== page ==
The two Hungarians not only played music, they were themselves the music – in every nerve – down to their fingertips.

Adelheid von Schorn on Reményi and Liszt

“Beethoven has to be learnt” – or Ludwig and Josephine, in three acts

30 January 2020

In May 1799, Baroness Anna Seeberg and her daughters left Budapest for Vienna to take piano lessons from Ludwig van Beethoven, the 29-year-old up-and-coming artist of the day. The innocent trip resulted in lifelong friendships and a fatal love affair. Dr Judith Bajzáth, head of the visitors centre at the Agricultural Research Centre, talks about the details.

Young portrait of Beethoven  


How did Beethoven first meet the Brunsvik family?

The memoirs of Therese Brunsvik offer a few details about this great romance. Anna Seeberg, wife of Anton Brunsvik Jnr and Therese’s mother, had heard Beethoven’s trios for piano and, understandably, wished to see the promising artist become her daughters’ music instructor. On a friend’s advice, she took a personal trip to Vienna in the company of the 24-year-old Therese and 20-year-old Josephine. The visit from the three ladies made such a great impression on Beethoven that he kept giving the young women free piano lessons for three weeks. Therese later gave a detailed account of his teaching methods.


The Brunsvik family were at the peak of their fortunes in the second half of the 18th century. How much do we know about them?

Anton Brunsvik Snr, the head of the family, acquired the Martonvásár property through an estate swap in 1770, on about the date Beethoven was born. A government bureaucrat, he received the title of Count in 1775, which helped him move closer to the circles surrounding Maria Theresa. His daughter-in-law, Anna Seeberg, served as lady-in-waiting to the Empress, who would become godmother to her child, Therese. The marriage of the sensitive Anton Jnr and the practical-minded Anna produced four children, all of whom received an education in aesthetics and the arts. Therese and Josephine played the piano,  Franz studied the cello, and Karoline played the guitar and the harpsichord. Providing a wide-ranging artistic education was quite common among the elite of the 18th century, and the fortepiano, predecessor to the modern-day piano, served as the central element in the salons. Apart from inheriting their father’s artistic spirit, the Brunsvik children emulated his love of freedom and open mind, something that was rare indeed in those days, especially for women.



Brunszvik Josephine

Let’s come back to Beethoven and the Brunsvik girls. What happened after the piano lessons?

At the end of the Vienna trip, Beethoven dedicated a composition to the Brunsvik sisters, perhaps the first sign of his attraction to Josephine. However, the composer was not the only man in Vienna to be captivated by her. When the three women visited Müller’s Wax Museum, Count Deym, its ageing owner, who had opened the museum under the pseudonym Müller, fell in love with the fragile and mesmerizingly beautiful Josephine at first sight. Anna Seeberg accepted a marriage proposal from the purportedly rich aristocrat on behalf of her daughter, and, despite Josephine’s frantic pleadings, she forced her into the marriage. Sadly, it was only later that Count Deym’s past was fully revealed: following a near-fatal duel, he had fled the country, had lost his fortune, and now looked to the Brunsvik family as an opportunity to become a wealthy man again. Josephine and Joseph Deym were married in Martonvásár and then moved to Vienna, where the jealous count kept his young wife almost under house arrest until their first child was born.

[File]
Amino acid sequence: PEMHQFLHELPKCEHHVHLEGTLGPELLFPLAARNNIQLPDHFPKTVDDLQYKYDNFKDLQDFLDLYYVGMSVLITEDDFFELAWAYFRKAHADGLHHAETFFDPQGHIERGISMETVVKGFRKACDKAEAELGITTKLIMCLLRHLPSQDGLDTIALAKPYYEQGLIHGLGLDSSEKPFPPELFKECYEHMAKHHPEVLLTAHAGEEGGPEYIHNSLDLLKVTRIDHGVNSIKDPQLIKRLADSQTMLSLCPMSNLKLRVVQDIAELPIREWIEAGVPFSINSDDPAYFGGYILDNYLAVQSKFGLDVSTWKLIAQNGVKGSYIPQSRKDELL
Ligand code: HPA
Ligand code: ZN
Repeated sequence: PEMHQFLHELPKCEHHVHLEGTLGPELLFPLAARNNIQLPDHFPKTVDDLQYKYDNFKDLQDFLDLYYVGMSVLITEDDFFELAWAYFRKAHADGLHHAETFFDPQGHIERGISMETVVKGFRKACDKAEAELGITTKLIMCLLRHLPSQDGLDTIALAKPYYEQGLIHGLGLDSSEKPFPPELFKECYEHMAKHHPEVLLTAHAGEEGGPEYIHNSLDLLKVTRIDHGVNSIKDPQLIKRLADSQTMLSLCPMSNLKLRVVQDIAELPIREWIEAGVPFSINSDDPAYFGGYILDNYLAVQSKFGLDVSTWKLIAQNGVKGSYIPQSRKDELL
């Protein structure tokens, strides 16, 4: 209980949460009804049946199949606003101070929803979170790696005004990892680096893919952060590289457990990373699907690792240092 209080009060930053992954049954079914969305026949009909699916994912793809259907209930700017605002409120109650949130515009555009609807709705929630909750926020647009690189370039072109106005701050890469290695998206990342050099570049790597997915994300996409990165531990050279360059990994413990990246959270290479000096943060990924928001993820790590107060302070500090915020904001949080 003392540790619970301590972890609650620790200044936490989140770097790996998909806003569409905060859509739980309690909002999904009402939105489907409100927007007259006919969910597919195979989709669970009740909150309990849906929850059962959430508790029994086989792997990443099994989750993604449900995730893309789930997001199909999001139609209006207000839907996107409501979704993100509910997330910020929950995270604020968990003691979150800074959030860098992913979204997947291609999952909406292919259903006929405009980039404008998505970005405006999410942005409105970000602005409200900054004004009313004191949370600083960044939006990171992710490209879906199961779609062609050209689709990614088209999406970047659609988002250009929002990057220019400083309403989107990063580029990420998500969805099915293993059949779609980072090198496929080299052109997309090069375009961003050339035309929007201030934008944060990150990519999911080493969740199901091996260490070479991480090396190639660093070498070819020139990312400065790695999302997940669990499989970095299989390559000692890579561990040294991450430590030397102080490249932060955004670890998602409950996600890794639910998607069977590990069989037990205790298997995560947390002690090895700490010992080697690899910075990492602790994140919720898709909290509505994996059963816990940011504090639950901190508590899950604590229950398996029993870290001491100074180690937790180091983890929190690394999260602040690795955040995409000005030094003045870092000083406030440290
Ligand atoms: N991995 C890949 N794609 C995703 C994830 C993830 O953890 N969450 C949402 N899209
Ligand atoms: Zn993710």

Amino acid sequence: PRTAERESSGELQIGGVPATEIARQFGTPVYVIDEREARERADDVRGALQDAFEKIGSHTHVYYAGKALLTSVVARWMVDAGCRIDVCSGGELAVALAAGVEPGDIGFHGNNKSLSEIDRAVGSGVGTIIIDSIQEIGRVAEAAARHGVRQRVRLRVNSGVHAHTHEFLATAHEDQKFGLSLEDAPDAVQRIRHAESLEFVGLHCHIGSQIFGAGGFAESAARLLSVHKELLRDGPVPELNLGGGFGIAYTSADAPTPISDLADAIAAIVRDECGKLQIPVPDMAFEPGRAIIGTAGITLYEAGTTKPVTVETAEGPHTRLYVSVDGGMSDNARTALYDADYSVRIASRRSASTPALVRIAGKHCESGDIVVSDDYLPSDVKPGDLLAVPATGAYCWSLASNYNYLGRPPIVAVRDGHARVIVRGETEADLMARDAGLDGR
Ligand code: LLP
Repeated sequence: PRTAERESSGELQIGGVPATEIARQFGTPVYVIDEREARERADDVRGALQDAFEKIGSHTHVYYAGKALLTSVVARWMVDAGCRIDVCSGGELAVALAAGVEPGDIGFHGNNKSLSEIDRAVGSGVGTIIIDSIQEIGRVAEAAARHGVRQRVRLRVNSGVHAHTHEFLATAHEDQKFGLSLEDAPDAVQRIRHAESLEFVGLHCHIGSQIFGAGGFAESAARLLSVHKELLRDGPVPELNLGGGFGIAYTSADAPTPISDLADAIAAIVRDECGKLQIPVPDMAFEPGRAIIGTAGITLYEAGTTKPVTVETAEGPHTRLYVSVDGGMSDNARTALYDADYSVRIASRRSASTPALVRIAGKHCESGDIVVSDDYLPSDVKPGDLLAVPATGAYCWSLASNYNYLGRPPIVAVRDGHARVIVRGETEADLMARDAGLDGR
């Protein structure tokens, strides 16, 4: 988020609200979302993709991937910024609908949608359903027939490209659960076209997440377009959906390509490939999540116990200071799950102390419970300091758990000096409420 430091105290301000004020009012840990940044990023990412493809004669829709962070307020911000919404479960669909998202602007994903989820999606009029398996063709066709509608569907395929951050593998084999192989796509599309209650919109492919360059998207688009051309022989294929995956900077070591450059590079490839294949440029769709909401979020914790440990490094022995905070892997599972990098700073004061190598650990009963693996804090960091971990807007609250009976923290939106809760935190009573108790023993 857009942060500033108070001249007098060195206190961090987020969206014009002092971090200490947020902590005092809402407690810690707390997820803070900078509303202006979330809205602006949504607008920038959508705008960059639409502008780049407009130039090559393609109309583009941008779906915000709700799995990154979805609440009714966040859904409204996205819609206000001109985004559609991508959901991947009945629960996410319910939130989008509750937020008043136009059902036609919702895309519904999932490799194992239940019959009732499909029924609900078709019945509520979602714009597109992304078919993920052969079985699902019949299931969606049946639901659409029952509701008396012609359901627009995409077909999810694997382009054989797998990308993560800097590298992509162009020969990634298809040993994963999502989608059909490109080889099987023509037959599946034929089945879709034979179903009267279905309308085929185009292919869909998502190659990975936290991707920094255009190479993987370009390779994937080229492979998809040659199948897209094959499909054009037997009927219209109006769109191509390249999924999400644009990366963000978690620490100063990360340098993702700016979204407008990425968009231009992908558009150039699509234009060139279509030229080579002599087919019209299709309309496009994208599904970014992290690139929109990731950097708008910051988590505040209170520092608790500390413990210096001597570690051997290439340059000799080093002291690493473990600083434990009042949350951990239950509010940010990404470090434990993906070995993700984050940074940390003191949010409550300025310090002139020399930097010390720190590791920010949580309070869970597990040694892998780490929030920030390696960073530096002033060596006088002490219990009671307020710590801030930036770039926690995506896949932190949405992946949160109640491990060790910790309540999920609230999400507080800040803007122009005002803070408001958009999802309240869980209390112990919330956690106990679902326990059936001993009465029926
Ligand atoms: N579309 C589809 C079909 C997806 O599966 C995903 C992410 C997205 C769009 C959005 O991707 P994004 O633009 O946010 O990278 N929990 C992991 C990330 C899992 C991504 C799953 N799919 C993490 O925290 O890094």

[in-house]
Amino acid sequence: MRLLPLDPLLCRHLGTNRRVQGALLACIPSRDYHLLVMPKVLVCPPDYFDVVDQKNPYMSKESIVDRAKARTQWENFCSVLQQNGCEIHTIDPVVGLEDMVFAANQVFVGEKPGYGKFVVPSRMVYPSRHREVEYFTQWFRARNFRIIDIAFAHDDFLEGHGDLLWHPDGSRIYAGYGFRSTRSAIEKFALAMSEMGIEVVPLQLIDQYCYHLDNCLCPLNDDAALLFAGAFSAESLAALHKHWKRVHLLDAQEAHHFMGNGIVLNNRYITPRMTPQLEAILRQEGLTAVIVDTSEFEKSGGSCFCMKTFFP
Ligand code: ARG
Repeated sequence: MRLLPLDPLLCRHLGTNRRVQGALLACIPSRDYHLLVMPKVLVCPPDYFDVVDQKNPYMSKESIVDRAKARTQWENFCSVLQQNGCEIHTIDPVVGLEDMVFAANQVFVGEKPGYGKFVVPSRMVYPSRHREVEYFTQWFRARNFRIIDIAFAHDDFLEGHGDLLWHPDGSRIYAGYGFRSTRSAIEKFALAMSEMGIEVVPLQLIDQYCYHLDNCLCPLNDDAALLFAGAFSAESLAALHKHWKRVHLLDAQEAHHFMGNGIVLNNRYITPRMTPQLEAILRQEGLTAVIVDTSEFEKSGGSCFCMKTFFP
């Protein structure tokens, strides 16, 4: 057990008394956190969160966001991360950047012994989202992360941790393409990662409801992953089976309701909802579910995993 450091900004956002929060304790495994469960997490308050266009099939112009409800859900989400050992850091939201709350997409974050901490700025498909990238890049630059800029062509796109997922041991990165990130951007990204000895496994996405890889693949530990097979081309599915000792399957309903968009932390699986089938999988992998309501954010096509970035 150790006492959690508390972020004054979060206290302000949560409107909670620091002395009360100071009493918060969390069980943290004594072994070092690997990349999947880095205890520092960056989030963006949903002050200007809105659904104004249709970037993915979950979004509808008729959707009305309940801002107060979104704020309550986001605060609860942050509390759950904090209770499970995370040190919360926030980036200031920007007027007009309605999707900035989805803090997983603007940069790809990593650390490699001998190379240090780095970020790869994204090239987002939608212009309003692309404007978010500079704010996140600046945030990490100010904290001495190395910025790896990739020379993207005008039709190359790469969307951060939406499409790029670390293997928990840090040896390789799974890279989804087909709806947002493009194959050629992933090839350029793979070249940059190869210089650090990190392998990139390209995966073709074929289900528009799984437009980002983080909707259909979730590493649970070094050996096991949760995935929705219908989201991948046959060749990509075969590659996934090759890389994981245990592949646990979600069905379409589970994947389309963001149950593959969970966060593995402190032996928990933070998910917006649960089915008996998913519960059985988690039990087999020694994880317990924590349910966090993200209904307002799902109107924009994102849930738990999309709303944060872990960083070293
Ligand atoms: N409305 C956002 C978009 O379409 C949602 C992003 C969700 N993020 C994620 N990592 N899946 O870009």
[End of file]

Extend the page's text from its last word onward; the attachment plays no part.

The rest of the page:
Ferenc Brunszvik 

How did Beethoven relate to the other Brunsvik children?

He respected Therese very much, calling her “esteemed, highly esteemed” in the only remaining letter written to her, and dedicated to her his Sonata in F sharp major, Opus 78, which music historians describe as a perfectly structured composition. He loved Franz, the young heir of the family, as a brother, evidenced in five of his letters. They became lifelong friends in the Deym château, where the composer often came to visit. Thanks to Franz’s intervention, Beethoven was invited to give a concert with Giovanni Punto, a noted horn player of the age, in the castle theatre of Buda in honour of Alexandra Pavlovna, wife of Palatine Joseph. Franz was to be present at the debut performance of Beethoven’s Ninth in 1824.




To commemorate the 1800 concert, an international festival is regularly held there under the aegis of the Buda Castle municipality. How did the audience receive Beethoven’s concert in Buda?

The paper Magyar Kurír (Hungarian Courier) covered the event: Beethoven was introduced as “a famous musician called Beethoven” and was described as a passionate pianist. It was thanks to this successful concert that he was invited – also through Franz’s mediation – to compose a piece for the opening ceremony for the Pest Municipal German Theatre in 1812, which we now know as the overture to a play about Hungary’s King Stephen the First. After Haydn, audiences were surely surprised by the temperamental Beethoven, “they had to learn” his style and musical devotion. Interestingly, female pianists were considered to be the most authentic Beethoven interpreters in those years, such as Franz’s wife, Sidonia Just, who was to give several Beethoven evenings after the composer’s death.